The U.S.S. Cairo

The Cairo Torpedoed with Original Cannon

The Cairo's Boiler, Steam Engine and Paddlewheel

18000 veterans are buried in the VNMP including 17000 Union troops and two Confederates.  The remaining graves are veterans of U.S. Wars since the War Between the States up to the Korean War.  The Confederate and Union lines were about a half mile apart along the front.  Pemberton's Confederates had around 175 artillery pieces while Grant's forces used about 140 guns.  But the Union troops numbered 75000 to the 30000 Confederates holed up around Vicksburg.  A cul-de-sac in the park is located at the spot where Pemberton and Grant met under an oak tree to discuss terms of the surrender on July 3rd.  After pleasantries including reminiscing of their past at West Point, Grant demanded unconditional surrender but Pemberton refused and they retired to their lines.  But Grant reconsidered with the recommendation from his junior officers that it would be logistically impossible to detain and transport so many prisoners and the Confederates were subsequently paroled after taking an oath of allegiance to the United States; nonetheless, many of these Confederate troops returned to service for the Cause and faced Grant's forces at later battles.

Cemetery at Vicksburg National Military Park

The Mississippi monument is next to a statue of Pemberton and nearby is a statue of Jefferson Davis who had a home about 10 miles from Vicksburg.  The Texas monument is on Railroad Redoubt where Texas troops drove out Union troops in hand-to-hand combat on May 22nd. The Union General subsequently failed to inform Grant of this loss and was relieved of duties and transferred to Washington DC.  One of the last statues observed on the tour was of Confederate General Stephen Dill Lee who was also President of Mississippi State University and Commander in Chief of the United Confederate Veterans and first superintendent of the Vicksburg National Military Park.  In 1917, a reunion of 10000 Union and Confederate veterans met at the park and the donated the funds which built the arch entry to the VNMP.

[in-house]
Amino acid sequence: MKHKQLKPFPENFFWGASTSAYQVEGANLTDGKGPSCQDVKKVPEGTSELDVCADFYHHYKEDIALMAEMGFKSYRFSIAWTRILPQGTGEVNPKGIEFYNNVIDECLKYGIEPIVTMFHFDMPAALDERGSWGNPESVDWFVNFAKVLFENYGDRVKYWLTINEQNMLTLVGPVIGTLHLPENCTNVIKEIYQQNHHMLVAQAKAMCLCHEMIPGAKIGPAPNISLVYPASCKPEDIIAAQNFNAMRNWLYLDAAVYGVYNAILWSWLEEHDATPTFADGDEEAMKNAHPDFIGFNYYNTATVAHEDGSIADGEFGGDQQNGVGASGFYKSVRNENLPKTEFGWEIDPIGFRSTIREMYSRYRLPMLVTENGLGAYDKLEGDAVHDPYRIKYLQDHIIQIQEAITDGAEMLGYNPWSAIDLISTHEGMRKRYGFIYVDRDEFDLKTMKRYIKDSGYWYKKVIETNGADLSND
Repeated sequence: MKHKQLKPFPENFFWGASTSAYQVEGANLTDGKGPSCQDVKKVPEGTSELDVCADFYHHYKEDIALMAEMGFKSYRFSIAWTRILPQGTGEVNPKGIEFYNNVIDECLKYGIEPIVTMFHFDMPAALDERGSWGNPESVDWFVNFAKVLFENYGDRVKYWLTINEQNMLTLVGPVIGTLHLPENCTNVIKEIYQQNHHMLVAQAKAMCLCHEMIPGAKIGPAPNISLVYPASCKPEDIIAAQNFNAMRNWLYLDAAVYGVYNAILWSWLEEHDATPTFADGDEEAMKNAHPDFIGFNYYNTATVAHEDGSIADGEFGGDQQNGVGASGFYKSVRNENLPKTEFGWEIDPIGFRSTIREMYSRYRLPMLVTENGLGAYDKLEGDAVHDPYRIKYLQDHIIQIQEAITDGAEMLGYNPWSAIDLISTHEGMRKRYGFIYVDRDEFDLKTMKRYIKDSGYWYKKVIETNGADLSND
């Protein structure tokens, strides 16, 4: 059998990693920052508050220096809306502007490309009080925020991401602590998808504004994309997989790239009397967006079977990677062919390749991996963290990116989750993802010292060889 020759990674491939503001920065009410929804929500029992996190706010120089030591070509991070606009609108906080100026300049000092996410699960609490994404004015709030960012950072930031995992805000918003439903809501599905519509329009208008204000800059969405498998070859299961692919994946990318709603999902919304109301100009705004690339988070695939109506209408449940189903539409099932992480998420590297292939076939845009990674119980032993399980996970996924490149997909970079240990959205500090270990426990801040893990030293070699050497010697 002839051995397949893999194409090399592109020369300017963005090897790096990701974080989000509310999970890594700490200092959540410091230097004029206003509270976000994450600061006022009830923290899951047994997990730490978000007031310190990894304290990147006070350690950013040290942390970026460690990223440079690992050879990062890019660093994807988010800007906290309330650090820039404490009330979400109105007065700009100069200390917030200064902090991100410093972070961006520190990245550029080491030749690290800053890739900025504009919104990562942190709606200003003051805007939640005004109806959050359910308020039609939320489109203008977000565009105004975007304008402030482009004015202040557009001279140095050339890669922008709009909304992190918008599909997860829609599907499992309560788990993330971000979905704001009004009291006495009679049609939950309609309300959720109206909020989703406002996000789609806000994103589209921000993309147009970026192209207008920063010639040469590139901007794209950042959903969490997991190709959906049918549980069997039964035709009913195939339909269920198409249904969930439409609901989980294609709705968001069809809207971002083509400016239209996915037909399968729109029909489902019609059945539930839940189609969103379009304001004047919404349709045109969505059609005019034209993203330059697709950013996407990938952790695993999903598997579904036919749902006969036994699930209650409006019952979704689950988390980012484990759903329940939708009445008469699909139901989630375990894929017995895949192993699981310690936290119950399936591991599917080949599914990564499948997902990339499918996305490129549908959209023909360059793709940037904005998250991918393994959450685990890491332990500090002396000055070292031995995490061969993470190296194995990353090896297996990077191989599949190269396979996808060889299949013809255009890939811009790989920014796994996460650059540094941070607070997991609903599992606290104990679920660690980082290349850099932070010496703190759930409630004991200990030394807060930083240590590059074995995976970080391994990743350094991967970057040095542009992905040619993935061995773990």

Thursday, July 25, 2013

Sons of Confederate Veterans 118th National Reunion in Vicksburg MS - Part 2

The first Business Session of the 118th SCV National Convention was brought to order by Commander-in-Chief Michael Givens.  He lived in Pascagoula MS for six years.  He started with the roll call of the GEC including the Army Commanders and Past Commander-in-Chief McMichael and Sweeney. Givens then brought everyone's attention to the special rules for the convention and the motion was made to adopt, seconded and approved. He then introduced Frank Powell as Parliamentarian and the Recording Secretaries.  The Proposed Constitutional Amendments were highlighted in the 2013 Annual Book of Reports provided to each conference attendee.  CiC Givens lamented we are now reduced to just seven Real Sons and none were in attendance; approximately eight Real Grandsons were at the convention and they were also recognized.  Nelson Winbush made a motion to recognize those who are descendants of veterans of the Vicksburg battles and siege and a number of men rose to applause.

CiC Michael Givens, Parliamentarian Frank Powell and Adjutant Steve Ritchie
The Sons of Confederate Veterans General Executive Committee

Executive Director Ben Sewell provided the first report for the Budget and Finances for Elm Springs, the SCV National Headquarters. Monies were recently spent on minor repairs on columns and brick sealing.  The SCV had 29018 members as of the date of his report including approximately 3400 life members.  One of the largest budgeted item was for the continuing restoration of the Forrest boyhood home, over budget  with another similar sum projected to finish the work on this wonderful historic site.  Additional funds are allocated for travel expenses in the upcoming budget for the Lt.Commander and the Army Commanders. Scholarship funds and endowments include the Brookes Fund which has over $3MM in assets awaiting the funding of medical research by SCV members.  Heritage Defense has a war chest for new operational initiatives.  The Bicentennial Fund already has funds accruing and the new SCV Museum over $400k.  Ben recognized the members of the investment committee and said the 2012 audit was completed without issue.  A motion was made to approve the proposed budget, seconded and passed.